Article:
After spending 137 days in the hospital, Ellison Piper Craft was finally able to go home with her parents on June 30, 2015. Having been born prematurely at 23 weeks and weighing only 1 pound 6 ounces, tiny Ellie was given little chance of survival. Thanks to the doctors at Sutter Children's Center in Sacramento, she's now a happy, healthy toddler.
When Ellie was born, she had a multitude of problems. She had a heart murmur, immediately got sick with pneumonia, and a yeast infection had invaded her bloodstream. As if the tiny infant weren't up against enough, she also had a small bleed on the right side of her brain, which is very common in premature babies. Luckily, the bleed went away on its own and medications resolved her other issues.
But the problems didn't stop there, says Lauren Craft, Ellie's mother. Ellie was also born with a hemangioma on her chest, which is a cluster of blood vessels that look like a birthmark protruding off the skin. Medication to treat the condition proved problematic as it caused what looked like seizures. Ellie ultimately had a spinal tap and EEG to make sure the seizures weren't part of a larger problem.
"I would not watch the spinal tap but I did stay to watch the EEG. It was difficult seeing around 20 wires attached to her tiny head," Craft says. "Thankfully, the spinal tap came out clean and the EEG didn't show any signs of seizures."
Once that particular hemangioma medication was stopped, Ellie didn't show any more signs of seizure activity. However, she encountered other problems with her blood vessels. Her little body could not make enough blood fast enough, so she had five blood transfusions within the first few months of her life. She also had to be placed on a ventilator right after birth to help her breathe.
On the bright side, Craft says Ellie's heart murmur went away and didn't require any medical intervention. She also never had any trouble eating, which is another big concern with premature babies. She tolerated all her feedings, mastered eating from a bottle and steadily put on weight throughout her hospital stay.
Ellie was a trooper when it came to handling medical procedures and reaching new milestones. One of the programs the hospital provided for Ellie was called Beads of Courage. For every procedure, for every day she was on the ventilator, and every feat she tackled, she received a bead.
"After putting all the beads on a string we stretched it out and it measures 19 feet long," Craft says.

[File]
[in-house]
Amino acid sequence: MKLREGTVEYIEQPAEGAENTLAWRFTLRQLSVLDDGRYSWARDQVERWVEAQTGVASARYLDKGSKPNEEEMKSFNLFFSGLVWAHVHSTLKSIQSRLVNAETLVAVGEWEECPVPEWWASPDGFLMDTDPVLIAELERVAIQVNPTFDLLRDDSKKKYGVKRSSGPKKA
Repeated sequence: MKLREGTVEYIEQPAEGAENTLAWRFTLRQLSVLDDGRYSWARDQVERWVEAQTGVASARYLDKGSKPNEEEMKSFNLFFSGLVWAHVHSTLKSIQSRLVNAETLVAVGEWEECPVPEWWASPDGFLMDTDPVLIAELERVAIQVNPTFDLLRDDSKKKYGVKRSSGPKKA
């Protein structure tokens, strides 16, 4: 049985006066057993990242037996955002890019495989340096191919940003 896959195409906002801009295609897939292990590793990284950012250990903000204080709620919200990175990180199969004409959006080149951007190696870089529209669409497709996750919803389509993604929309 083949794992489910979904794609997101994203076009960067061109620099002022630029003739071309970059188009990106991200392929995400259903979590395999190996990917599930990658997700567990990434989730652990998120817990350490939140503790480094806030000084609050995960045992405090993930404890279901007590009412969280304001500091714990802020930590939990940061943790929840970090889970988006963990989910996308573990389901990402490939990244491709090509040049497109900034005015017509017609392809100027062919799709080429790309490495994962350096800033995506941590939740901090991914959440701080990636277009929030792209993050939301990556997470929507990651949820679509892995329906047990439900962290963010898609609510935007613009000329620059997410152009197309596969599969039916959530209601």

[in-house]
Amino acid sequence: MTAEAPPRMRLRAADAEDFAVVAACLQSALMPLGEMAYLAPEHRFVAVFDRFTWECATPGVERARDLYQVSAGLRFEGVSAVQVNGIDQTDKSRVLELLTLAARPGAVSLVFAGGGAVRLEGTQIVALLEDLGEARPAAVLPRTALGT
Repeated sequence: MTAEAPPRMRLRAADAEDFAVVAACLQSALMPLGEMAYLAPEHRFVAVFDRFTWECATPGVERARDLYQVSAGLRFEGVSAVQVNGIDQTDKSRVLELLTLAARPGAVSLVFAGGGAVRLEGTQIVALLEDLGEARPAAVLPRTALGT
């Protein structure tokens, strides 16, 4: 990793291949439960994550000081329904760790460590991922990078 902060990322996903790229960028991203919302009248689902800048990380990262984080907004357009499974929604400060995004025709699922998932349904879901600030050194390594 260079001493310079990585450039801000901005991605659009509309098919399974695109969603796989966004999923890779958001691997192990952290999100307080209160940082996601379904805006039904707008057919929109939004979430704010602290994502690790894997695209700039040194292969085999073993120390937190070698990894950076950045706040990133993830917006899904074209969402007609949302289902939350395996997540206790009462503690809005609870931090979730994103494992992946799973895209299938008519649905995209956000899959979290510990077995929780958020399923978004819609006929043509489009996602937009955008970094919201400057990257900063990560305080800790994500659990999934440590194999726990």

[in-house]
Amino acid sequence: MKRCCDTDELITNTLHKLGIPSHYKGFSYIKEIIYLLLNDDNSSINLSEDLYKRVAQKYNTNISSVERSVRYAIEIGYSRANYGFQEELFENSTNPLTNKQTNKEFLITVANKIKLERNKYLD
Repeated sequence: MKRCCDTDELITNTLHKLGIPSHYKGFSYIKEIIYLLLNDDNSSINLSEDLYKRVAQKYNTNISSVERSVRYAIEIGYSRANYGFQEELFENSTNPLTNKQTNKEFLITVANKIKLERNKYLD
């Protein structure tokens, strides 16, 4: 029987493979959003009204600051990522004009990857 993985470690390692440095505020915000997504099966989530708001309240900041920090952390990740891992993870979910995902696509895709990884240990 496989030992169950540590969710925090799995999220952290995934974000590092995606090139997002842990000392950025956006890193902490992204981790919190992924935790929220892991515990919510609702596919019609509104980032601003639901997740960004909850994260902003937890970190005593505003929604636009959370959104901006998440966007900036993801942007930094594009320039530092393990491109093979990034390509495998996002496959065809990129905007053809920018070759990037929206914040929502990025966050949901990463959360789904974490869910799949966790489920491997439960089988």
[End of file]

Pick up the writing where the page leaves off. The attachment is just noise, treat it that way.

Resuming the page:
Ellie continued to make strides, and she would have been able to go home before the 137-day mark if it hadn't been for continued drops in her heart rate. Craft says Ellie's primary doctor, neonatologist Gustavo Sosa, M.D., wanted her to go at least three days without having a heart rate problem.
"I remember he made the comment that if it hadn't of been for her heart rate drops, her case would have been the best he's ever seen at her gestational age," Craft says.
Ellie made it the three days without having a heart rate drop and went home with a heart rate monitor to use while she slept. Weighing in at 6 pounds 9 ounces, Ellie was much healthier but continued to take medications for her hemangioma, as well as diuretics and vitamins. Craft says it took Ellie about a week to adjust to her new home environment, but that she soon began to thrive.
"Ellie has seen a physical therapist and a child development specialist, and both have said they are blown away by her capabilities," Craft says. "They said considering her history and when she was born, they cannot believe how well she is doing, and that not only is she on-point with her development, she is advanced in some areas as well."
After being home for four months, Ellie grew to weigh more than 12 pounds. Her hemangioma ulcerated and healed, becoming almost flush against her skin. She also passed all her eye exams for her retinas, which Craft says is a huge relief due to Ellie being on oxygen for so long and at such high doses. Craft says Ellie is now a happy baby who enjoys walks and animals.
"She is rolling over, reaching for toys, pulling everything in her hands to her mouth, eating oatmeal cereal and is a big chatterbox," Craft says. "She loves to try to escape her diaper changes and also loves Gunner, our 100-pound black lab. Gunner loves her, and she laughs when he gives her doggy kisses."
Ellie has surpassed everyone's expectations. Craft says all of Ellie's doctors and nurses are beyond impressed with her and say she is one of the reasons why they do what they do.
"They say, 'Miracles do happen,' and she is living proof," she says.